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Questioning in Humility

When I was a young boy I remember walking to Church every morning to serve the daily Mass. I remember the first time I started reflecting on the division within our Christian tradition: “Why is my Church called Roman-Catholic?”, “Why do we have different Churches that do not belong to my Church?”, “Why does the communist government in Poland discourage us from believing in God, from going to Church, from praying?” Those were questions that remained with me for many years as I tried to make sense of the world I was living in, as I was trying to figure out all these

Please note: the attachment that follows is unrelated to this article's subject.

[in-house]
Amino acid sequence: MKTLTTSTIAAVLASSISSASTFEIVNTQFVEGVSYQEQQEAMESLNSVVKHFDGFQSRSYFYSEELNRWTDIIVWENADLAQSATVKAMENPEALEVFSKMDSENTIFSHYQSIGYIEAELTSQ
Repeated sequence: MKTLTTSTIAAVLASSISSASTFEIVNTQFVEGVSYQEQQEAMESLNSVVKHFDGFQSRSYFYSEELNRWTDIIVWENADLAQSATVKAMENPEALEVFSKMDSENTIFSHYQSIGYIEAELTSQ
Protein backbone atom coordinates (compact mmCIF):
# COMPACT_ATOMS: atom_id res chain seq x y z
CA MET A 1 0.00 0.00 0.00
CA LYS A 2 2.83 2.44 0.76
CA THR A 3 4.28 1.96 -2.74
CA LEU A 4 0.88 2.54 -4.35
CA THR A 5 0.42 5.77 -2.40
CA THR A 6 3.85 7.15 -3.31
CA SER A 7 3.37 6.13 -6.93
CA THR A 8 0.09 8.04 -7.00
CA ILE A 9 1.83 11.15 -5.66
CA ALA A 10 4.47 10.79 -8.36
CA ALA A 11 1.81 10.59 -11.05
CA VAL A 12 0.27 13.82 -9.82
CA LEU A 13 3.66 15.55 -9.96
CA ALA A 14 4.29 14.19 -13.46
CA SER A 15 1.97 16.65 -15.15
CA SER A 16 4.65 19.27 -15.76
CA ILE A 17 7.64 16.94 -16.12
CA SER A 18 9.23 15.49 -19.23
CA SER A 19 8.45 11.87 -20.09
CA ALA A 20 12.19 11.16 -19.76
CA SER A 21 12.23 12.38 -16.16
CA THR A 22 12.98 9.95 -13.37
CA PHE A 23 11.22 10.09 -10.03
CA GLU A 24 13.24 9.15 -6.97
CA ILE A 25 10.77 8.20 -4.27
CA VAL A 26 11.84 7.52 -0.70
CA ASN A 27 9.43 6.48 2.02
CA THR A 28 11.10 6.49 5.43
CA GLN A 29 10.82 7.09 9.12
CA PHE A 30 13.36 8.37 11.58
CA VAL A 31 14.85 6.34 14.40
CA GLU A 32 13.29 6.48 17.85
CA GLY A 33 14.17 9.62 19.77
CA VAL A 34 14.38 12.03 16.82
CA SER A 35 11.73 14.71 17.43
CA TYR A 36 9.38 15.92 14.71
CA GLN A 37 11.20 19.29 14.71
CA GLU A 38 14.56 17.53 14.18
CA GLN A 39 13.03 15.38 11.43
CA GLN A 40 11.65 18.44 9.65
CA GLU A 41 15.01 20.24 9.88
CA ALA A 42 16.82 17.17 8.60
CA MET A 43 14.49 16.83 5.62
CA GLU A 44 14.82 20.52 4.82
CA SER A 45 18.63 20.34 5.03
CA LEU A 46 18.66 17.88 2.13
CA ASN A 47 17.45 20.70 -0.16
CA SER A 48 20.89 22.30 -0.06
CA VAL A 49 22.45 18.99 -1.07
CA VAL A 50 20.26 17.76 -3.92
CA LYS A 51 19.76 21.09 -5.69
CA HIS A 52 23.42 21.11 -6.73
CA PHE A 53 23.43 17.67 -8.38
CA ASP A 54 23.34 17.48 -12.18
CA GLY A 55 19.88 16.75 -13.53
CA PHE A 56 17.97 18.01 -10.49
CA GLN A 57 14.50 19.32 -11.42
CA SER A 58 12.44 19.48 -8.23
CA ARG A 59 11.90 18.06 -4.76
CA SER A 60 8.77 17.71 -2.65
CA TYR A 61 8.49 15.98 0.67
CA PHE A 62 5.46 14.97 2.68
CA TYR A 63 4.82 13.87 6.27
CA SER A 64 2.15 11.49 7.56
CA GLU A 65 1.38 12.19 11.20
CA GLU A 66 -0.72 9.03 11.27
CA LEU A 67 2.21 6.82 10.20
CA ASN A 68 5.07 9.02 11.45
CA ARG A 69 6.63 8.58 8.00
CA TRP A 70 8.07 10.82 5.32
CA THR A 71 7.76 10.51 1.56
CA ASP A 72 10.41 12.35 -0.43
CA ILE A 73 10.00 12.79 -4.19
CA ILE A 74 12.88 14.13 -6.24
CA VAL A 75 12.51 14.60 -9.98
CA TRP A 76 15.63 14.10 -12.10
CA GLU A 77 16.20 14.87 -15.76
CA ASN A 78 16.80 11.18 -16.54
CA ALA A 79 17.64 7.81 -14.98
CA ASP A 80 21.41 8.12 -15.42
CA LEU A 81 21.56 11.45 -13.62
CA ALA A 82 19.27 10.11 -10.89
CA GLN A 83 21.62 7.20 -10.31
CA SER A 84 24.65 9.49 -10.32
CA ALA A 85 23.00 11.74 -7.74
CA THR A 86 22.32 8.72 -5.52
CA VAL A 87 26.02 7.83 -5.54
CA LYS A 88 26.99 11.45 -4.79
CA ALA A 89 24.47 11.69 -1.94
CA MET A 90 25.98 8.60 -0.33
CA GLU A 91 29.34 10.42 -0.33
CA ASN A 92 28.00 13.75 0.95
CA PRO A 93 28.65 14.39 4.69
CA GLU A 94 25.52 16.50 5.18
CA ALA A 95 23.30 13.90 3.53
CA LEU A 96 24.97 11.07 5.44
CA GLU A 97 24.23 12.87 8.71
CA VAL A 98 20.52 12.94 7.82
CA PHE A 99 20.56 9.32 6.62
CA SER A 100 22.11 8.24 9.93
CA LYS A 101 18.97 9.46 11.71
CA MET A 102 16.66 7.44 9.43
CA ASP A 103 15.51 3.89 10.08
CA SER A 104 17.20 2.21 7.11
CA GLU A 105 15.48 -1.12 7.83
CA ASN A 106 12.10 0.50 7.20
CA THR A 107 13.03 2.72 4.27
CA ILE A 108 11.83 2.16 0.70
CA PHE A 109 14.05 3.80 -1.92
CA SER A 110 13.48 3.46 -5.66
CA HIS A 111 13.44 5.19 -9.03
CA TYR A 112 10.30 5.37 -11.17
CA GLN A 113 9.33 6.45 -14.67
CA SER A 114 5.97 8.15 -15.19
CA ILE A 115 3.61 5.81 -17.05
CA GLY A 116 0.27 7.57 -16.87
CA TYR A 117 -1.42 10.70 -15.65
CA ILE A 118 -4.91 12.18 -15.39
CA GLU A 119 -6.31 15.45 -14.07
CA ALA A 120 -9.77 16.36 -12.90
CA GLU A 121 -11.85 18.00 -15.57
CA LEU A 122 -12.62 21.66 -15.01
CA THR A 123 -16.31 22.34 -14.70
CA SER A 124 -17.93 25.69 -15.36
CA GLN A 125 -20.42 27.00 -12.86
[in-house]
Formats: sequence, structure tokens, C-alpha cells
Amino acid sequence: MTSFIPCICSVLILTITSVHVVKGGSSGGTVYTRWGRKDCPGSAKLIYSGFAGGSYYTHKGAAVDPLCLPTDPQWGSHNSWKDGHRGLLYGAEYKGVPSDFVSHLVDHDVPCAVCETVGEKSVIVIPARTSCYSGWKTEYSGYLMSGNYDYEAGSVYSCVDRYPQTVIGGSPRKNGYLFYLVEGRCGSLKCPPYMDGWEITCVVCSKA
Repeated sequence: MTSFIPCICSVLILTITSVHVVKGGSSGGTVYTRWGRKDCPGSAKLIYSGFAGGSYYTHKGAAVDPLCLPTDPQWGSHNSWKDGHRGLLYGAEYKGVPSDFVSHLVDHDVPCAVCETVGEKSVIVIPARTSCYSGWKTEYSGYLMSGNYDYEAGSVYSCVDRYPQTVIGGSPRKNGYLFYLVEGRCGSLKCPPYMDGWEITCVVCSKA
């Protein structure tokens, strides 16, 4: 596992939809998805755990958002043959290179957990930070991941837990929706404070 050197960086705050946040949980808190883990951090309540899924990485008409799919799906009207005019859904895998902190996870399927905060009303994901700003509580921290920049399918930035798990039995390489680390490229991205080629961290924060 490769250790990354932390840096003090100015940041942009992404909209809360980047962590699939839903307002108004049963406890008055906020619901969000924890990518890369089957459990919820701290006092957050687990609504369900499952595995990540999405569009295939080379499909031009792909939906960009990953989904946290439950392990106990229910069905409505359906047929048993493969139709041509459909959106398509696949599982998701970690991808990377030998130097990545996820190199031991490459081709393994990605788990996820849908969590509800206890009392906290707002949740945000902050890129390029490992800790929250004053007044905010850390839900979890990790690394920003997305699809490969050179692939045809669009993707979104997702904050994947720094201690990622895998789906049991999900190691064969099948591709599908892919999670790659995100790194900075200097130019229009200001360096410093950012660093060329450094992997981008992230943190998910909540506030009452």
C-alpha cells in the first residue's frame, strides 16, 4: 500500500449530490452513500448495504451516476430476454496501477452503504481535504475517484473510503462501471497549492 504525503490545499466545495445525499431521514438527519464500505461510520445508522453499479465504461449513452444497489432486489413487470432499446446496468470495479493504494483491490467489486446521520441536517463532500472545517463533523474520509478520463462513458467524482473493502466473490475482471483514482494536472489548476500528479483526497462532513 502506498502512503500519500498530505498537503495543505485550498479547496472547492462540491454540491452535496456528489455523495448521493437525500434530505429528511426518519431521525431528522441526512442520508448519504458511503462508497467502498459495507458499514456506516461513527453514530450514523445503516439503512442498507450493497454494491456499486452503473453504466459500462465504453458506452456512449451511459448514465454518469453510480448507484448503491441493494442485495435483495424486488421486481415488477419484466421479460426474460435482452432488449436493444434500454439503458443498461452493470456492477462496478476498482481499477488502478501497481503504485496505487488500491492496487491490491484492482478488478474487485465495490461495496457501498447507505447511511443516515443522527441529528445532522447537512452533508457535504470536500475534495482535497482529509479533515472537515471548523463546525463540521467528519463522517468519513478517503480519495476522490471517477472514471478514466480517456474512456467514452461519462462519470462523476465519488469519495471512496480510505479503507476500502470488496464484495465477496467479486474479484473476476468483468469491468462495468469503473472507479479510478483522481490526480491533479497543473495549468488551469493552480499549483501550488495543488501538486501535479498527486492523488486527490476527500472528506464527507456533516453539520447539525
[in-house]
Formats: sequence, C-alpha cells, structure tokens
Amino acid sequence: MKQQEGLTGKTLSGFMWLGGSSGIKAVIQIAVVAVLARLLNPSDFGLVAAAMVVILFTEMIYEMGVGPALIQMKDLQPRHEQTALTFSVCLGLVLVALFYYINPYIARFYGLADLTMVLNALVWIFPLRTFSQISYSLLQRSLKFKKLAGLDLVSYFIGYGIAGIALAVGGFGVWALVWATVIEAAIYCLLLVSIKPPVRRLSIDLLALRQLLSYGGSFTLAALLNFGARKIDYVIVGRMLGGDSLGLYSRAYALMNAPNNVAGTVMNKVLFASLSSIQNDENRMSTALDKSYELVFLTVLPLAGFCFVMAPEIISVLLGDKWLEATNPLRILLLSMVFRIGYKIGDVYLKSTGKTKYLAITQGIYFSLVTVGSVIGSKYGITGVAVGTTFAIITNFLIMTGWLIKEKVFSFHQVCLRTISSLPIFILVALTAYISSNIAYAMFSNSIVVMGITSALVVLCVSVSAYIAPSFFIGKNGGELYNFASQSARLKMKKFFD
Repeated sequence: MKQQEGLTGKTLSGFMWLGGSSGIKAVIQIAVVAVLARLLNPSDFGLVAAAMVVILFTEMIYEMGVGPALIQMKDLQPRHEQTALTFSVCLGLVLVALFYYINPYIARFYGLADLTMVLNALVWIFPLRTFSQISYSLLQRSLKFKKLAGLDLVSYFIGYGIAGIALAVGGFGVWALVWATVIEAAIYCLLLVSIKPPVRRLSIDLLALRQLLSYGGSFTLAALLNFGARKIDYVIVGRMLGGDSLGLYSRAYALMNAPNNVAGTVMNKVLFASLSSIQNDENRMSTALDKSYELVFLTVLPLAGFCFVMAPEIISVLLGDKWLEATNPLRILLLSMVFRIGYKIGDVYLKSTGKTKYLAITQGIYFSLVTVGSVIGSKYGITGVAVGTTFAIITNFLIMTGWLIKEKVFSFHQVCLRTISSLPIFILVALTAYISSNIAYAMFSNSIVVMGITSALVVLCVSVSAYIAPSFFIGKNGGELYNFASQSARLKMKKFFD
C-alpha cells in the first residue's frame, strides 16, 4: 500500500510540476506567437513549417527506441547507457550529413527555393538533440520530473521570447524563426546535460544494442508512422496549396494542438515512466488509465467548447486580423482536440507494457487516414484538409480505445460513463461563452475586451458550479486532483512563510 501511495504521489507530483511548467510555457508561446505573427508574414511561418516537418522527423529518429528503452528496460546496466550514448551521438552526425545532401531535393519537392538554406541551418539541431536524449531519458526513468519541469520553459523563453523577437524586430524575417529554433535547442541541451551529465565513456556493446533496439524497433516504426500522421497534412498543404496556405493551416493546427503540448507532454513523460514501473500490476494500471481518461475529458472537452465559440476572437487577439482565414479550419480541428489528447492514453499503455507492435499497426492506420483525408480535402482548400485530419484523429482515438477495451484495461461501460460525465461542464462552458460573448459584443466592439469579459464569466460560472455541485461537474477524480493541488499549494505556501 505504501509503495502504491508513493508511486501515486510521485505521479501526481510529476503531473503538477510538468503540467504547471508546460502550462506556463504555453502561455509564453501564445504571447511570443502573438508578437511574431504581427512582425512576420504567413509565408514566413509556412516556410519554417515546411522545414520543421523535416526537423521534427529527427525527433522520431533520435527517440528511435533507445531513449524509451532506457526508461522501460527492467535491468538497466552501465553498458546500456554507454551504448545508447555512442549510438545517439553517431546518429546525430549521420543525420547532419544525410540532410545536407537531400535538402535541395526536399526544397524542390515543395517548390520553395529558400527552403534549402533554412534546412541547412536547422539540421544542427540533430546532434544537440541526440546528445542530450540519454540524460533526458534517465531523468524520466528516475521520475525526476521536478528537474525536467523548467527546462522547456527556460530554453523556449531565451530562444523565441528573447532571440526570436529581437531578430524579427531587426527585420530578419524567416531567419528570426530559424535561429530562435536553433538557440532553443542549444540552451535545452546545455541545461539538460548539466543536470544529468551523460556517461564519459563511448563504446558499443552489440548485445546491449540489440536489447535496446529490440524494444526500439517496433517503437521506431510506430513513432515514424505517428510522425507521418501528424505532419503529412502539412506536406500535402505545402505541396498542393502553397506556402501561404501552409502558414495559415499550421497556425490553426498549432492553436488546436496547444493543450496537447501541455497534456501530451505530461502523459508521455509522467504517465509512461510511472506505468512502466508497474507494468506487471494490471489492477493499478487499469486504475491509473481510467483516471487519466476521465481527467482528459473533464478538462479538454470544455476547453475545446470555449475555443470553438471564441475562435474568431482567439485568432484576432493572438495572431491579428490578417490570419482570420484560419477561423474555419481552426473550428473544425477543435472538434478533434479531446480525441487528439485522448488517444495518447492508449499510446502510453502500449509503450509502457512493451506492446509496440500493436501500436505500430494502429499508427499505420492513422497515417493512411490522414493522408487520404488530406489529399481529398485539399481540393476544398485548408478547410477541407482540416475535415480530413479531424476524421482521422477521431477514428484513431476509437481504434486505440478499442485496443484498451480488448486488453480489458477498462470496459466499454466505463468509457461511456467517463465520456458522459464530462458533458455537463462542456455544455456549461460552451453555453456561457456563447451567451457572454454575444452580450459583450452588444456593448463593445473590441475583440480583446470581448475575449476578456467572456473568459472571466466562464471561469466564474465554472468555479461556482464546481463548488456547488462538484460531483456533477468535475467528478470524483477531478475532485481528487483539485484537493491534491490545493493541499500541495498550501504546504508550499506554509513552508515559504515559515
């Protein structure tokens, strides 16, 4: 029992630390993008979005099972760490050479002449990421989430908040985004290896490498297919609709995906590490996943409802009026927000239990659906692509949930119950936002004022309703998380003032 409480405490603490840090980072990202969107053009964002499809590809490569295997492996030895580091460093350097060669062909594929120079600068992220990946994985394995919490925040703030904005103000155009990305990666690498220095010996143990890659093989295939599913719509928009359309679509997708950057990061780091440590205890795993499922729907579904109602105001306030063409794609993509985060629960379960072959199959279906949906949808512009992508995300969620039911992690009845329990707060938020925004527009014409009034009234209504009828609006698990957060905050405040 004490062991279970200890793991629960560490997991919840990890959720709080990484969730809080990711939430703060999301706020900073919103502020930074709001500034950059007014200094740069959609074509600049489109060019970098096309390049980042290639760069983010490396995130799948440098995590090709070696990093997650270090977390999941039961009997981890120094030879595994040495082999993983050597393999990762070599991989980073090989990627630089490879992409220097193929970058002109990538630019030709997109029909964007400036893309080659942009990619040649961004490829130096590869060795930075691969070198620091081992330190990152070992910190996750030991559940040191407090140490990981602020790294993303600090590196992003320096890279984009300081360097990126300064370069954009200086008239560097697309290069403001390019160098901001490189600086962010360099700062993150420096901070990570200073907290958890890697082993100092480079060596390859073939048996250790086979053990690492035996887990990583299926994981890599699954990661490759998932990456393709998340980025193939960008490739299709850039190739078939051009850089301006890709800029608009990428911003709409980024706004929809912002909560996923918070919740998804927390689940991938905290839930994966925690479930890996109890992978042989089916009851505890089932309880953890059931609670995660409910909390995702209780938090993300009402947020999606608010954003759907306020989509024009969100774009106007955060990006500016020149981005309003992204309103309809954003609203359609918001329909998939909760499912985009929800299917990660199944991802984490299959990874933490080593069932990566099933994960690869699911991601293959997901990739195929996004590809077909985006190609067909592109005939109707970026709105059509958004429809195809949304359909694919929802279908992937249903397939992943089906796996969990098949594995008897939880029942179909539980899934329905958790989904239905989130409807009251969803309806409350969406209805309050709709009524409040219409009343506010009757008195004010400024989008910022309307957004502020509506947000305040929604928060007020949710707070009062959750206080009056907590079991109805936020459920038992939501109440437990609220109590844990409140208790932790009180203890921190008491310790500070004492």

different pieces of the reality that surrounded me. I think that it is part of our human condition to try to fix those things that are broken, to remove the obstacles from our paths, and to unite ourselves with those around us. We don't feel comfortable with brokenness, division and unanswered questions. We want answers, we want to see results, but are we ready for what we desire? I remember meeting a young man in grade eight who had many questions about life, about God, about the world. I was working at a local parish as an associate pastor at the time and I remember sitting down with him in the principal’s office to try to help him make sense of some of his confusion. We spent over an hour together as I listened to his observations and questions. He reminded me of myself many years earlier, though he seemed much less patient about finding answers and making sense of his confused reality then when I was in his shoes. After an hour of trying to answer his questions and helping him organize his thoughts I realized that he was not mature enough for the answers to the questions that preoccupied his young mind. He was in that uncomfortable limbo between childhood and adulthood, and he would have to wait patiently for the experience of life to offer answers for which he just was not ready yet. When it comes to our tradition of Christian Spirituality we may find ourselves in the same difficult place. It is easy to notice difficulties and to come up with difficult questions: “If we believe in one God, why are there so many ways of trying to find Him?”, “If we are all part of the same human family why do we disagree about so many things?”, “If Christianity is based on revealed truth, why is the history of Christianity marked with so many divisions and wounds?” These are difficult questions, and difficult questions cannot be disrespected by simplistic answers. It takes time to make sense of those questions. We must be patient and allow experience and understanding of history and human nature to prepare us for answers that will not create more division but rather will satisfy the longing of our human hearts for unity, clarity, and peace.

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